Visitors can tour FDR’s home, which has been carefully preserved very much as he left it, the servants and guest quarters, and the nearby pools complex that first brought the future president to Warm Springs.
Like many U.S. Presidents, Roosevelt was a lady’s man and had his share of mistresses. One of the most famous was Lucy Mercer.
Lucy Mercer, hired as a secretary by Eleanor Roosevelt. Mercer ended up having an affair with Roosevelt’s husband. Eleanor discovered love letters between Franklin D. Roosevelt and Mercer in 1918, when the presidency was just a distant ambition for her husband. Fearing for his political life, Franklin convinced Eleanor to stay married, promising he would avoid seeing Mercer again and that the two would sleep in separate beds.
Post-affair: Franklin didn’t keep his promise. With help from the Roosevelts’ daughter Anna, he continued to rendezvous with Mercer, and she was in Warm Springs, Ga., the day Franklin died. (Eleanor was conspicuously absent.) Mercer died in South Carolina in 1948. Famous memorable quotes of Franklin Delano Roosevelt:
“The only thing we have to fear is fear itself.”
“Remember, remember always, that all of us, and you and I especially, are descended from immigrants and revolutionists.”
“The test of our progress is not whether we add more to the abundance of those who have much; it is whether we provide enough for those who have too little.”
“Books cannot be killed by fire. People die, but books never die. No man and no force can abolish memory… In this war, we know, books are weapons. And it is a part of your dedication always to make them weapons for man’s freedom.”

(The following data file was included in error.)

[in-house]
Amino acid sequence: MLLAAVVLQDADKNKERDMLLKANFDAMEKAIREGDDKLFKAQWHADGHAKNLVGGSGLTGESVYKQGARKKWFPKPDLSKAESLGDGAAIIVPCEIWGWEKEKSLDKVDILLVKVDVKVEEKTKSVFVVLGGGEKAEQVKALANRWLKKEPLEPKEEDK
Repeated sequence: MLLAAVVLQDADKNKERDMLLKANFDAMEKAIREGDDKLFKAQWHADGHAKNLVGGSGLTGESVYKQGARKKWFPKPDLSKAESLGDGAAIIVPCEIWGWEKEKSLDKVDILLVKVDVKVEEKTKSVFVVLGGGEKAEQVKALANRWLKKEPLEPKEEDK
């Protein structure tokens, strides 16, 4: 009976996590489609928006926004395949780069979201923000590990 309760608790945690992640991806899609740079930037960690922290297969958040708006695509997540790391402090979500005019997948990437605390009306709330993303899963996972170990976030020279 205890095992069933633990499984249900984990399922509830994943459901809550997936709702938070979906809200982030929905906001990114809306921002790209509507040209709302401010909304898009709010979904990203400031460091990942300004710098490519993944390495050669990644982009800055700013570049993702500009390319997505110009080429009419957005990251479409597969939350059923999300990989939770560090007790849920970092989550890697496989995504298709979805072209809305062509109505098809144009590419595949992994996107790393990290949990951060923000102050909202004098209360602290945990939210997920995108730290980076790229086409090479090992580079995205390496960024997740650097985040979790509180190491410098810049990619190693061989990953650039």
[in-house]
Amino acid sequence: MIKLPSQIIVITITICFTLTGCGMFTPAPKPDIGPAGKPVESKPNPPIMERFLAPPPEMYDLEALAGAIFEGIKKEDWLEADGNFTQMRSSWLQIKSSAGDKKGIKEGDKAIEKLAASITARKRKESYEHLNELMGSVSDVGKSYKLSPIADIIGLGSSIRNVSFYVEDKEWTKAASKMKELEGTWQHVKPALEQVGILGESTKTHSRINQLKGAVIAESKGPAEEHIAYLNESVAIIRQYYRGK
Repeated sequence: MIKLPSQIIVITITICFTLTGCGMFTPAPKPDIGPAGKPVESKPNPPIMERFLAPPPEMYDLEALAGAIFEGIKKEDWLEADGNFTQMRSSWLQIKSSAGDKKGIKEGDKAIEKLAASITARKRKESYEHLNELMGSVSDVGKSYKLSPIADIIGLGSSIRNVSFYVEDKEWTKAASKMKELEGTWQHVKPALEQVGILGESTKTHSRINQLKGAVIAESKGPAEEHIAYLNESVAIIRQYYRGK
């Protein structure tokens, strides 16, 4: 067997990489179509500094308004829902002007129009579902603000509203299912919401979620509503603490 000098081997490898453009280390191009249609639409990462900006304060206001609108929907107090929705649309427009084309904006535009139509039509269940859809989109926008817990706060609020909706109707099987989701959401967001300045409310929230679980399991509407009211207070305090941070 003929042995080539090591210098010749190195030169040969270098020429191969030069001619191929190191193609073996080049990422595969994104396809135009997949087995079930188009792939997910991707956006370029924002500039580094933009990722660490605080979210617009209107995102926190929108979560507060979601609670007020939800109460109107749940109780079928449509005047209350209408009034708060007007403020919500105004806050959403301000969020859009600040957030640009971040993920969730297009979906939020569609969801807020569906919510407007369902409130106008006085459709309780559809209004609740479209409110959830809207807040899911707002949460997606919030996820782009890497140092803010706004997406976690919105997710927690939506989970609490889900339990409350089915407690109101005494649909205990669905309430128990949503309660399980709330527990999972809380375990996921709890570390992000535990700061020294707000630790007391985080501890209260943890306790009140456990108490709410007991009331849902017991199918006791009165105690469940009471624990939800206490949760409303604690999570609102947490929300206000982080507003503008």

“Freedom means the supremacy of human rights everywhere. Our support goes to those who struggle to gain those rights and keep them. Our strength is our unity of purpose. To that high concept there can be no end save victory.”
FDR State Park is Georgia’s Largest State Park with 9,049 acres, rental cabins, modern campgrounds, a lake and the Pine Mountain Hiking Trail.
Several park amenities were built by the Civilian Conservation Corps during the Great Depression, including cottages and the Liberty Bell Swimming Pool fed by cool springs.
A wooded campground sits near the edge of a small fishing lake suitable for canoeing, and privately operated stables offer guided horseback rides.
At Franklin D. Roosevelt State Park, visitors can enjoy many outdoor activities and experience a little history at the same time. President Franklin D. Roosevelt often picnicked at Dowdell’s Knob, (elevation 1,395 feet), an overlook along the Pine Mountain Trail with picnic tables and sweeping views of the valley. The Pine Mountain Trail’s 23 miles lead past moss-covered rock outcroppings and waterfalls, providing several options for long and short hikes.
FDR’s Civilian Conservation Corps
Many facilities within the park were built by FDR’s Civilian Conservation Corps during the Great Depression, including stone cabins overlooking the mountain, the Liberty Bell-shaped swimming pool, and the arched bridge at Hwys. 190 and 354.
Cabins and campsites
To fully enjoy all the park has to offer, visitors can spend the night in cabins or the campground. Some of the cabins sit on the mountain top and some are located near the lake shore. All are equipped with linens, kitchen utensils, fireplaces and grills. The campground offers 140 campsites and a bathhouse with hot showers. Some sites overlook the lake and others are nestled among pines and hardwoods. Visitors are encouraged to stop by the park office for maps.
FDR State Park is open year round. The Callaway Gardens Country Store sits at the entrance to the park across from one of the best overlooks from the mountaintop. Beautiful Callaway Gardens and the picturesque town of Pine Mountain are at the base of the mountain, and Warm Springs, with it’s Little White House is a short 19 minute or 13 mile drive east.